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Jim.

Regular Member
  • Content count

    112
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About Jim.

  • Rank
    Advanced Member

Profile Information

  • Gender*
    Male
  • Toyota Model
    Camry
  • Toyota Year
    1993
  • Location
    New South Wales
  • Annual Mileage
    0 to 5000
  • Interests
    General Automotive
    Computers & Electronics
    Literature

Contact Methods

  • First Name
    Jim.

Recent Profile Visitors

3,703 profile views
  1. Thanks again Trent. I understand the principle now. I found that the shims are no longer listed as available from Toyota. I will probably be able to either cut some or machine some. Although, machining something 2.8 mm thick presents some challenges. As for cutting some thin ones to add to the existing 2.5 mm ones? Well, I don't know. Any thoughts about this? I have to replace the rear main oil seal in this Camry one day soon. The front seals have now been done, so that is all the remains to be replaced. So, when I do that, I will tackle this differential pre-load problem then. In the meantime, I can figure out wether to machine some shims or cut some. One remaining question. I have only worked on one side. It stands to reason that the other side will at least need checking too. Does that make sense? Jim.
  2. Ok. So when the tapered roller is pre-loaded correctly, the torque required to rotate the dummy stub will be as above? ie: .8 to 1.6 nm? What is "a very small flex beam" please? Got it! This has confused me though, sorry. Surely the output shaft torque required to rotate it will be the same as the test stub? What have I missed here? I could make one of those easily enough. I have a spare drive shaft I can take a stub from. Thanks again Trent! It's almost clear to me now. I made a tool for doing the diff preload, by parting off a spare CV stub that I had for the V6 gearbox I was rebuilding; and welding a nut in. I then thread locked the bolt in place..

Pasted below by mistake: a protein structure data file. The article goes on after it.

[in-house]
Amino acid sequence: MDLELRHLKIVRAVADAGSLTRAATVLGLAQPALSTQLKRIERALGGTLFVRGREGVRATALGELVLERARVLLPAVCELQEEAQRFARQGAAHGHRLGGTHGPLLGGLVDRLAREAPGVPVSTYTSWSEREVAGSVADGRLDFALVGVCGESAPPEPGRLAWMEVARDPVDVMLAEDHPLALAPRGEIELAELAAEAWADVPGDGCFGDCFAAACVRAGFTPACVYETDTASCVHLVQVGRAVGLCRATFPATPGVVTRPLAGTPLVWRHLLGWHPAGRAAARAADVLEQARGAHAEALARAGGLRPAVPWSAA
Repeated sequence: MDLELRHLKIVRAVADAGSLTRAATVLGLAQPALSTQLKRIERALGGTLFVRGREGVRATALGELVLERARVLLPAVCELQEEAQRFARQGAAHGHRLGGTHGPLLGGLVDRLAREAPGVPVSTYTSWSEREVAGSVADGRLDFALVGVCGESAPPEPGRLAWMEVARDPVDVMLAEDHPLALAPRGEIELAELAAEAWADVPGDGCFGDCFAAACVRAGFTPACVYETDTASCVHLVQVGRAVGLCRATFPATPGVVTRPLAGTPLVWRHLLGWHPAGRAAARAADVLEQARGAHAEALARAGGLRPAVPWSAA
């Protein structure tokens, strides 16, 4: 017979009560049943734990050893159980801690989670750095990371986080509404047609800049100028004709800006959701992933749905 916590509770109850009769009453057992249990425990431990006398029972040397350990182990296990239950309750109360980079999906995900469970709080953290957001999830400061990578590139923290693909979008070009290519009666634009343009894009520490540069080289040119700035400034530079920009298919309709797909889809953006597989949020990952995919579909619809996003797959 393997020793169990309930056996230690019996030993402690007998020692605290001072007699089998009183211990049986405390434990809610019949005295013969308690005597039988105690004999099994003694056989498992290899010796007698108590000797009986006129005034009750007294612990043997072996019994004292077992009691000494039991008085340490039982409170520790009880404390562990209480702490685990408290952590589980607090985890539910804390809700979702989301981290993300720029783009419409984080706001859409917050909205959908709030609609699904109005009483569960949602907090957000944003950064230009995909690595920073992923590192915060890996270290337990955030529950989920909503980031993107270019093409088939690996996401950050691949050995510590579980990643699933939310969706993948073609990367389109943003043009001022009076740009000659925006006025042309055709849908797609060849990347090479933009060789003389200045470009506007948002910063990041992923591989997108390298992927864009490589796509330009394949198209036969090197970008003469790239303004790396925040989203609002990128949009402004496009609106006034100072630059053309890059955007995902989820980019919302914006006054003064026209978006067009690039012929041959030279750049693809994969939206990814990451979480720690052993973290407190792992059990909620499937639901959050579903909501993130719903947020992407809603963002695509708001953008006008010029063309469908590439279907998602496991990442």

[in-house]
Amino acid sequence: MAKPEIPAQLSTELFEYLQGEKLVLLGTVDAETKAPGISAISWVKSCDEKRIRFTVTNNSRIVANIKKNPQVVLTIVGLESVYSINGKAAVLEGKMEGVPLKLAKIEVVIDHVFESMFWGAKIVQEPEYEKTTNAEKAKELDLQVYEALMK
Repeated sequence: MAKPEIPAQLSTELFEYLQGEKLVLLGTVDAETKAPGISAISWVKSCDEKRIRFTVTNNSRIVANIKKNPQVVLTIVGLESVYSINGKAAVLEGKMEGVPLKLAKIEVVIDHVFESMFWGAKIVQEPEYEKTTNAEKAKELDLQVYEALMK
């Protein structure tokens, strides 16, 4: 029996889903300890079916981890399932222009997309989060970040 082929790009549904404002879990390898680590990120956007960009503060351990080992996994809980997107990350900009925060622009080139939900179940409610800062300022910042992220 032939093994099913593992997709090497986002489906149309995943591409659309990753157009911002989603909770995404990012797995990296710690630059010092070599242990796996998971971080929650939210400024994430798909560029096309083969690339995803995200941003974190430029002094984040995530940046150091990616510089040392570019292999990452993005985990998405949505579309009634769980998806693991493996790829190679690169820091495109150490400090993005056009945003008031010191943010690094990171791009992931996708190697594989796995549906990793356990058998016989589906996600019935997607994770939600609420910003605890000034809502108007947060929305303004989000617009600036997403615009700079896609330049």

3. That's good. I will check with Toyota when I am next in town. Ok. I think I have understood that. Does that mean that smaller shims are fitted until no free play is felt, then removed and smaller ones fitted according to your figures above? ie: to provide the .3 to .4 Nm? This has me puzzled though. Can you explain further please? Thanks for the reply Trent. Jim.
  4. I have a 1993 Toyota Camry, 5SFE engine with a 5 speed manual transmission. The left side drive shaft had excessive play in the transmission(vertically and sideways) and the oil seal in the transmission case was leaking, no doubt due to the slop. As a result, a mechanic/engine rebuilder friend of mine took the bearing retainer away to his place of work and machined .1 mm off the face of it. This has reduced the sideways play greatly; but there is still some there. From my previous experience with another Camry of the same vintage, it also had a fair amount of slop, but was not manfiesting any noticeable problems. There is a spacer ring between the bearing retainer and the outside cone of the transmission roller taper bearing. I am wondering if Toyota supply spacers of different sizes? The one in the transmission now is 2.5 mm. Is there a set of sizes I wonder. It seems to me that it would be good practice to pre-load this tapered roller bearing slightly. I figured I would ask here before driving into town to ask the dealers. If anyone can clarify this please post here. Thanks, Jim.
  5. Are/were both vehicles manual transmission? I have had an automatic trans Generation 3 Camry and now have a manual transmission one. Both had the same engine - 5SFE This current manual model uses around 20% less fuel than the automatic car. Also has lots more power.